Cur:few

By Oz Arshad | Drama
A man on probation risks everything to save his relationship with his daughter.

Wyatt is on probation and working at a job at a grocery store, but he also has to care for his daughter Tess, shuttling her to and from school and attending her activities, among other duties.

But it’s made much more difficult by the strict curfew and check-ins he must observe to stay out of prison, not to mention an unsympathetic workplace and money troubles. The restrictions of his probation start to affect his work and relationships, and when he reaches an impasse, he must take desperate action not to fail his daughter.

Written and directed by Oz Arshad under the auspices of the National Film and Television School in the U.K., this short drama is, at its heart, a story of a father trying to do his best under strenuous conditions.

It’s shot with often handheld camera and a naturalistic eye for milieu and character. And it does have an interest in exploring how difficult life can be for those on parole, making their chances of going back to prison or jail much higher as they navigate stringent policies.

But it also generates a thriller-like sense of suspense that may surprise some viewers, as Wyatt navigates an increasingly tightening set of conditions to be the parent he longs to be. These are painstakingly built through detailed, character-based writing and editing, building on a script that is tightly focused on Wyatt in his various contexts. As a father, he’s eager to connect but scrambling to keep up with Tess’s needs. At his job, he gets no accommodation for these responsibilities. And the institution of law and order — which actually exerts the biggest influence on his time and circumstances — is a set of ominous pre-recorded messages warning him that any tardies in making his curfew will result in him going back to jail.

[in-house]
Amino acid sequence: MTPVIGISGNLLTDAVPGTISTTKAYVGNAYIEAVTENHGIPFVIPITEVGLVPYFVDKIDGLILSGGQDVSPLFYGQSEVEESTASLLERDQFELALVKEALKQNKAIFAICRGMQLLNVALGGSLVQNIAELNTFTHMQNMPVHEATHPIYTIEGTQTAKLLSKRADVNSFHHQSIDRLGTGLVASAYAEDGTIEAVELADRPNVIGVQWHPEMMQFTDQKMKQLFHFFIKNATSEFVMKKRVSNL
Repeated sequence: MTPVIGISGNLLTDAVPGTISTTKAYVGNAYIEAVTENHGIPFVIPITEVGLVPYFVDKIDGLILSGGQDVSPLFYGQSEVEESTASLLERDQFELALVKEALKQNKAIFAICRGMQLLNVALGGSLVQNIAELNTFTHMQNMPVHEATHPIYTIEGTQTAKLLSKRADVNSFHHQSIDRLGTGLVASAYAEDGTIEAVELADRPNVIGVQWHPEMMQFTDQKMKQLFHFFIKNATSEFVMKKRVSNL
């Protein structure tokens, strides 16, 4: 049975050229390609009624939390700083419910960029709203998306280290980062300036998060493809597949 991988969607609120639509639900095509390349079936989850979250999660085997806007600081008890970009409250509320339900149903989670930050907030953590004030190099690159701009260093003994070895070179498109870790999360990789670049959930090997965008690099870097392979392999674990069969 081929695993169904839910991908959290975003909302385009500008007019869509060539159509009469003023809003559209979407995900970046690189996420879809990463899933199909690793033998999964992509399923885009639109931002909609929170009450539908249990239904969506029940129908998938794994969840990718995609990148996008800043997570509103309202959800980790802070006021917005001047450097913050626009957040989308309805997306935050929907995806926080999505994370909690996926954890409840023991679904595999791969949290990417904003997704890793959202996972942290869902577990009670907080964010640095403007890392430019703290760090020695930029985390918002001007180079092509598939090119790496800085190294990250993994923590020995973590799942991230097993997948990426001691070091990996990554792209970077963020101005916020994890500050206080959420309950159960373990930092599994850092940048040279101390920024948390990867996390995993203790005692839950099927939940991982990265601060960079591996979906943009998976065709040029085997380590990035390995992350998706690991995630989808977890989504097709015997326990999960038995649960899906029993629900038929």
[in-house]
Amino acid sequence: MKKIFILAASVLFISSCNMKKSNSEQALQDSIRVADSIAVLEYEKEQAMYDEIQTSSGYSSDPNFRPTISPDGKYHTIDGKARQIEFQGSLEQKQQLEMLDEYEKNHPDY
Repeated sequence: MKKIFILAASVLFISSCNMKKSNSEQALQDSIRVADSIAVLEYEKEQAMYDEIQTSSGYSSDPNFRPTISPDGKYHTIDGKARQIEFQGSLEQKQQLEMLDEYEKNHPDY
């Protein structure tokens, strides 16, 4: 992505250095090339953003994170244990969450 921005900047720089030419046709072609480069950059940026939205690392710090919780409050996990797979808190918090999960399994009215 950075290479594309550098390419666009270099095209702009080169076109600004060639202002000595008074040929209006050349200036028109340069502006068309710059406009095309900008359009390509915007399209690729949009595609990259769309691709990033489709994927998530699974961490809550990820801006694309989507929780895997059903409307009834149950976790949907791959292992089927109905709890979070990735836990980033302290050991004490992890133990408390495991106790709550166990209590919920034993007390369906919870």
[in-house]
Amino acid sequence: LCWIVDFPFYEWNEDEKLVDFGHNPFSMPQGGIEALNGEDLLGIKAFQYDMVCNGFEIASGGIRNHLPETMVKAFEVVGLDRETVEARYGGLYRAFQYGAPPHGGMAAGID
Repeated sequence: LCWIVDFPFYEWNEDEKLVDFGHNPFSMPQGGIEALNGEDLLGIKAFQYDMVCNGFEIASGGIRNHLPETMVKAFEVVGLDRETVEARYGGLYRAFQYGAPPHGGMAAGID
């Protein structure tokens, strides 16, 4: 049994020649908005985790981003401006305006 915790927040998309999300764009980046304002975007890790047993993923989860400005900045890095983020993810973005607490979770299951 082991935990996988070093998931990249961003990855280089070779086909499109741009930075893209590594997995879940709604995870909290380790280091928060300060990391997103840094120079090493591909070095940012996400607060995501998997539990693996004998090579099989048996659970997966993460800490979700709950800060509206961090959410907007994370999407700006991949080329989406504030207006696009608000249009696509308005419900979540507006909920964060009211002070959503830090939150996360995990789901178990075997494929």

Actor Karl Davies captures the stress and small heartbreaks of a man doing his best but falling short at nearly every turn, but his excellent performance is always connected to his desire to do his best for Tess. In doing so, he often becomes frantic with frustration — until he perceives a breaking point and takes desperate action.

“Cur:few” is full of accomplished craftsmanship that can amp up the tension to create a consistently compelling experience. But it doesn’t at all feel manipulative because the storytelling has taken time to build up Wyatt’s character and specific world, and the suspense emerges out of his anxiety and urgency as a father trying to be there for his daughter.

In the end, the great resonant strength of “Cur:few” is that it is so firmly rooted in a father’s desire to be the best parent he can be in highly unforgiving circumstances. The film’s moving final scene finally grants Wyatt the connection he longs for with Tess. Though it has not come without considerable cost, it breaks open the distance and finds a deep well of love within.




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